'The Court finds that there is sufficient evidence in the record to demonstrate that Plaintiff is likely to succeed on the merits,' said DC Superior Court Judge Natalia M. Combs Greene in her latest procedural ruling in the defamation case of Michael Mann v. National Review, et al. 'The evidence before the Court indicates the likelihood that 'actual malice' is present in the [National Review's] conduct.' Graphic: DC Superior Court

30 August 2013 (Climate Science Watch) – "The Court finds that there is sufficient evidence in the record to demonstrate that Plaintiff is likely to succeed on the merits," said DC Superior Court Judge Natalia M. Combs Greene in her latest procedural ruling in the defamation case of Michael Mann v. National Review, et al. "The evidence before the Court indicates the likelihood that 'actual malice' is present in the [National Review's] conduct."

On August 30 the Court denied the Defendants' Motion for Reconsideration of the Court's July 19 order, which had affirmed Prof. Mann's right to proceed in his defamation lawsuit. The text of the August 30 Court Order is here in PDF.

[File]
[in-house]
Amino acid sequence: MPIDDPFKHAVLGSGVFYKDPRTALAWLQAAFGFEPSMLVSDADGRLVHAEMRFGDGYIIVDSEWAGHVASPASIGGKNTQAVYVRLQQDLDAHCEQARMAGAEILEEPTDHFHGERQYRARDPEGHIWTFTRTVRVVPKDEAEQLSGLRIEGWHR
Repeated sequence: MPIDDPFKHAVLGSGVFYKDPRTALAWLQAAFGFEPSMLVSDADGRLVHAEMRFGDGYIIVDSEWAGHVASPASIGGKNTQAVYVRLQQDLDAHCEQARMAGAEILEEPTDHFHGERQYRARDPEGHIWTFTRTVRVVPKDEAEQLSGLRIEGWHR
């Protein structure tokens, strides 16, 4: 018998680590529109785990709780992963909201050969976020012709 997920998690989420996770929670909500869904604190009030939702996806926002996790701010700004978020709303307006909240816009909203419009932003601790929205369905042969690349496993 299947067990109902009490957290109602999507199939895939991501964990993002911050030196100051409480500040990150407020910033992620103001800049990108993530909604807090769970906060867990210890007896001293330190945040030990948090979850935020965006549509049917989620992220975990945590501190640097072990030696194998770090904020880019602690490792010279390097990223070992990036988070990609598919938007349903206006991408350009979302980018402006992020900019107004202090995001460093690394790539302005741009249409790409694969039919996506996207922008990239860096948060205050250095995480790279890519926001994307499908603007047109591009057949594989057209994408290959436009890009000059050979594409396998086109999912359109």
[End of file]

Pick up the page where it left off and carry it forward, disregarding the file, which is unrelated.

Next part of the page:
Some excerpts from the Court Order denying Defendants' Motion for Reconsideration:

Defamation

… The Court finds that there is sufficient evidence in the record to demonstrate that Plaintiff is likely to succeed on the merits. As the Court stated in its previous Order, the NR Defendants’ reference to Plaintiff “as the man behind the fraudulent climate change ‘hockey stick’ graph” was essentially an allegation of fraud by Plaintiff. …

The Court clearly recognizes that some members involved in the climate-change discussions and debates employ harsh words. The NR Defendants are reputed to use this manner of speech; however there is a line between rhetorical hyperbole and defamation. In this case, the evidence before the Court demonstrates that something more than mere rhetorical hyperbole is, at least at this stage present. Accusations of fraud, especially where such accusations are made frequently through the continuous usage of words such as “whitewashed,” “intellectually bogus,” “ringmaster of the tree-ring circus” and “cover-up” amount to more than rhetorical hyperbole. …

The evidence before the Court indicates the likelihood that “actual malice” is present in the NR Defendants’ conduct. [more]

Judge denies National Review's Motion to Reconsider ruling in Michael Mann's defamation case

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